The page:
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The Da Vinci Code - Adult rating plea

The Da Vinci Code

Story by Jack Foley

A CATHOLIC group has called for the film version of controversial novel, The Da Vinci Code, to be given an adult rating.

Opus Dei, a personal Prelature of the Catholic Church that helps
ordinary lay people seek holiness in their work and everyday activities, claims that children should be protected from the film because of the ‘insidious lies’ it may preach about Catholicism.

Although the film, starring Tom Hanks, isn’t due out until May, there is some concern among church groups that it will reignite the controversy surrounding Dan Brown’s best-selling novel.

In book form, The Da Vinci Code contains several conspiracy theories about the nature of Catholicism, its true intent and the truth behind The Holy Grail.

It follows the fortunes of two code-breakers trying to track down the location of the Holy Grail and has caught the imaginations of millions throughout the world.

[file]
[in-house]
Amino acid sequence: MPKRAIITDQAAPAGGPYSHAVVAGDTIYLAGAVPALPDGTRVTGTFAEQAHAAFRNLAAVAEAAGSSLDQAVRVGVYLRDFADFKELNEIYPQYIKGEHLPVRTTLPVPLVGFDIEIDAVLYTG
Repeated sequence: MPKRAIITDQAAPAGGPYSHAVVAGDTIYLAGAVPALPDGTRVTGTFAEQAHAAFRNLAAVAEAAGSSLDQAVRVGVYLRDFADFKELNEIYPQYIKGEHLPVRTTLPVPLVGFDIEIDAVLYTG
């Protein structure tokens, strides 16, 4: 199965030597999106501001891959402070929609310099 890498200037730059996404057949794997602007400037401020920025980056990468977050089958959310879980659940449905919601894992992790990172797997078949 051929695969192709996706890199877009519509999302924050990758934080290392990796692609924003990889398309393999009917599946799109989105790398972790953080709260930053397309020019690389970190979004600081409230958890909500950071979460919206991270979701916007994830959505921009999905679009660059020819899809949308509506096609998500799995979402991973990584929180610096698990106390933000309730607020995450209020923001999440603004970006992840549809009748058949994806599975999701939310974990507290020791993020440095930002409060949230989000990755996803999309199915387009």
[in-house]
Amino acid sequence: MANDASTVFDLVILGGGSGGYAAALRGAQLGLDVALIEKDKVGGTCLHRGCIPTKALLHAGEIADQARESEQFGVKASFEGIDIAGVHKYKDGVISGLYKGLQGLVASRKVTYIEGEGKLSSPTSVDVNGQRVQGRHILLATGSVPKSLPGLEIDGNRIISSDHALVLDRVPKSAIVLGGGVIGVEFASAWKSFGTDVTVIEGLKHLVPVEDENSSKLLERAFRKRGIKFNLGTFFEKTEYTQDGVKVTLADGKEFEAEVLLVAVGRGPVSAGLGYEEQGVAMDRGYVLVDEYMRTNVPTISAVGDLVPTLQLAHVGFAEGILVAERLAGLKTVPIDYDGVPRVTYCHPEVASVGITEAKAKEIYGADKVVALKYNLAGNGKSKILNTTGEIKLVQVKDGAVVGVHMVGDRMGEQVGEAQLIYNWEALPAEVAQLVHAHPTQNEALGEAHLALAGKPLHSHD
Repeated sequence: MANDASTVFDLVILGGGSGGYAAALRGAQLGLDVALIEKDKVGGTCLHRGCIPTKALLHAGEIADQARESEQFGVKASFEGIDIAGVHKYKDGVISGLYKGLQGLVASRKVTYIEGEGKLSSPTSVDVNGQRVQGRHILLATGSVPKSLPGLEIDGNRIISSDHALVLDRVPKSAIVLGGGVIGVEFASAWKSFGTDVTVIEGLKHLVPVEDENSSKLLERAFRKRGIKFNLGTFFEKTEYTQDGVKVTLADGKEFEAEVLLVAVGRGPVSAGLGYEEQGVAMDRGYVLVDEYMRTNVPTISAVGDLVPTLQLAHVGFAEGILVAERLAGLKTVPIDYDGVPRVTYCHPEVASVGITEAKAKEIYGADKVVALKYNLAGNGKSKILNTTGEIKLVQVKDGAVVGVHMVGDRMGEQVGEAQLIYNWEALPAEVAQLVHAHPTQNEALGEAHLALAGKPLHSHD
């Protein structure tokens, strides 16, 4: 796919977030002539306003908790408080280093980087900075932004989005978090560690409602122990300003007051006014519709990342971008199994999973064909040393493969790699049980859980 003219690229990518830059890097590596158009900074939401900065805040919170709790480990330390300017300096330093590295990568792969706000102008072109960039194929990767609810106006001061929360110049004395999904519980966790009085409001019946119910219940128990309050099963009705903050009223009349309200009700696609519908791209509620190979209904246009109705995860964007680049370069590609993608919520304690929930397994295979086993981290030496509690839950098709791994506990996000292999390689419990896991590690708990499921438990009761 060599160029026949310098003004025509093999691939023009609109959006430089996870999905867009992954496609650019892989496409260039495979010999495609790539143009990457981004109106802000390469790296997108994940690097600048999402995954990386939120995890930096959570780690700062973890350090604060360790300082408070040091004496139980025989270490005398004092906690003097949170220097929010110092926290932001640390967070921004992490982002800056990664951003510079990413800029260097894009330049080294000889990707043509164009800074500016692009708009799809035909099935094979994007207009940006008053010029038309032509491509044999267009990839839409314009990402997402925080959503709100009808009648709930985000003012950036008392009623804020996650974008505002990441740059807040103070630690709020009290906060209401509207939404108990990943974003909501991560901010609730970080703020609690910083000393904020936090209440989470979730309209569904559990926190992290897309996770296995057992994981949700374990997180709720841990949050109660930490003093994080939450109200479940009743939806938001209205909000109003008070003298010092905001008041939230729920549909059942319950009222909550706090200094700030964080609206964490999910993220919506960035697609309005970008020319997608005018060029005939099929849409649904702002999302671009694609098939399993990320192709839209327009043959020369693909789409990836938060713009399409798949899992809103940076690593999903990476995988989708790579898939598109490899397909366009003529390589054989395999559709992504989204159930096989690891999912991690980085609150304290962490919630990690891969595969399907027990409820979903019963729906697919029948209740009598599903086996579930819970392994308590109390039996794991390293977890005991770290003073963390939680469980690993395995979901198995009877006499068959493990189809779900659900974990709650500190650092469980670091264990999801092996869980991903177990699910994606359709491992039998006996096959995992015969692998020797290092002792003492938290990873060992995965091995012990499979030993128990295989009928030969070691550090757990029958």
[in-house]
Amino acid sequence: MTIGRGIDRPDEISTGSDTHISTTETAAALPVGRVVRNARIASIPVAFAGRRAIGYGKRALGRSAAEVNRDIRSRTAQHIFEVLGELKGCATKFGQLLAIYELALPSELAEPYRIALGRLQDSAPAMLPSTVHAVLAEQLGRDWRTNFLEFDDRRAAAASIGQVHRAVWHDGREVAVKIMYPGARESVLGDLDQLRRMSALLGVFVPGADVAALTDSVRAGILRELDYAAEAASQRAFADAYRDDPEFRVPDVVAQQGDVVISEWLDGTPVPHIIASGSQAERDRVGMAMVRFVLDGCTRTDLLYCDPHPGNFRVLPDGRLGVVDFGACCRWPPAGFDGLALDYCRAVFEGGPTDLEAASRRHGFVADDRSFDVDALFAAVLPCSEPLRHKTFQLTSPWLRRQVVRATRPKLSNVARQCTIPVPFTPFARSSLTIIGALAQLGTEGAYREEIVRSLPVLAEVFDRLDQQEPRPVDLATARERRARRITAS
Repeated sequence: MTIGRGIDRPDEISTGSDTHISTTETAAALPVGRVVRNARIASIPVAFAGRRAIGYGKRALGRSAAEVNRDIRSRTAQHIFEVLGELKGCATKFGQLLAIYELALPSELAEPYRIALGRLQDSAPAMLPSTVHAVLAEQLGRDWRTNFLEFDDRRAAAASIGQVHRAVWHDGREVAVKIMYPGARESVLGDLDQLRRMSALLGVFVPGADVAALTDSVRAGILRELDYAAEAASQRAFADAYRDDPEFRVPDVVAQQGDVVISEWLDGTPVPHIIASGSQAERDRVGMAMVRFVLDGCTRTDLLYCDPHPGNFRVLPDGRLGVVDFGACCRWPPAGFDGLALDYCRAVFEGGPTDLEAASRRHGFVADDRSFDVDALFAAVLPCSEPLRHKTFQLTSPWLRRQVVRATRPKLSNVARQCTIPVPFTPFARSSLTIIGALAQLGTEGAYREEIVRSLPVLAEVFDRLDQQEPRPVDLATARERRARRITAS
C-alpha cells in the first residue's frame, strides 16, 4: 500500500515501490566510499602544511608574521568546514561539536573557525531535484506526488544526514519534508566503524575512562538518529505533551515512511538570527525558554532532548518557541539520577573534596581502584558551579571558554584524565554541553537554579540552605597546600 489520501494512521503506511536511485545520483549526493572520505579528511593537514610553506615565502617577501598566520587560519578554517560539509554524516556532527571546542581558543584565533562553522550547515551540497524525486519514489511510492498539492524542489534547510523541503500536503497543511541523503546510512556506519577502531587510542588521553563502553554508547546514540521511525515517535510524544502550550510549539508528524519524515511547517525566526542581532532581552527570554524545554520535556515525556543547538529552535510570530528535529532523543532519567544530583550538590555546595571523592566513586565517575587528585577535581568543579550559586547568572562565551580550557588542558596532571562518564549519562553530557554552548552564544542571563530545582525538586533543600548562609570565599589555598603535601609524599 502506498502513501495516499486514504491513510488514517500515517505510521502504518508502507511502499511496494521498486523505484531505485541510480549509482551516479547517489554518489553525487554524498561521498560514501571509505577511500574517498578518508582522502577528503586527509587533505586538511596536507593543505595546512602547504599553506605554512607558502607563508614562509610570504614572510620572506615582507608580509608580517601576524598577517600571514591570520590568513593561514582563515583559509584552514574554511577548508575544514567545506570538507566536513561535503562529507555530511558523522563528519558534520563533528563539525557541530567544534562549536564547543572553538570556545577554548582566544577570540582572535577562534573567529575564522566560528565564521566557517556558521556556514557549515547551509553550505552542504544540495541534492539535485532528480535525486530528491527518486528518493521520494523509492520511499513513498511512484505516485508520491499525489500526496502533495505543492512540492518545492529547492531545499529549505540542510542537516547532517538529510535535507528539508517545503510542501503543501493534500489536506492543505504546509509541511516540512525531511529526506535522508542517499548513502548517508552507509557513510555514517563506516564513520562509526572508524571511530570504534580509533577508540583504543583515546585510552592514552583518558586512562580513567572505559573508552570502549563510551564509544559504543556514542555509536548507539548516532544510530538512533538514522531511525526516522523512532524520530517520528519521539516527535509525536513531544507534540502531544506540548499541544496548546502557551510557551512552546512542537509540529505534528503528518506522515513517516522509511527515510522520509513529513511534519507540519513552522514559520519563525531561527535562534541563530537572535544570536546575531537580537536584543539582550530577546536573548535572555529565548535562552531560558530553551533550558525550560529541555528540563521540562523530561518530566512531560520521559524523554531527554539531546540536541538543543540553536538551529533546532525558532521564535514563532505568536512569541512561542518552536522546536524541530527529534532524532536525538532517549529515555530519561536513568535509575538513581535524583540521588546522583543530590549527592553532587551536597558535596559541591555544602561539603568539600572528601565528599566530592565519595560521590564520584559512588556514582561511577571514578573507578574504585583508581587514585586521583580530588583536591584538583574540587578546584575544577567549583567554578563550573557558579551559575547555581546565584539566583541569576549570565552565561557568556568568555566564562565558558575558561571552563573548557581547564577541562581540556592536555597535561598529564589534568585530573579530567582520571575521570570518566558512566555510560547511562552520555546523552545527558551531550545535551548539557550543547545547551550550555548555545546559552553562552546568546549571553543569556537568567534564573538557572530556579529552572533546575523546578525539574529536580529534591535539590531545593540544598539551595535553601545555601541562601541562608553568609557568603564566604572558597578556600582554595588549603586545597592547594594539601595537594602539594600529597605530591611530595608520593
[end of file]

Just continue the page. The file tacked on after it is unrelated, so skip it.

But Marc Carroggio, a spokesman for Opus Dei, has said that while his group has no intention of waging a war against the film, there was concern that children should be protected from some of its claims.

He told the BBC: “Any adult can distinguish reality from fiction. But you cannot expect a child to make proper judgements.”

He continued: “Merely adding a disclaimer that says ‘fiction’ is not enough. Although the story is absurd and, at times somewhat humorous, it produces a hateful image of the institution and it is well known that hateful images like this produce feelings of hatred in those who lack a critical sense.”

The organisation, Opus Dei, is one of the groups at the centre of the novel but even though it is criticised within, Mr Carroggio said he did not believe the film would have a negative impact on Opus Dei. Indeed, it may even provide a ‘sort of indirect publicity for us’.

“No one is going to make threats or organise boycotts,” he told Catholic news agency, Zenit.

Read our review of the book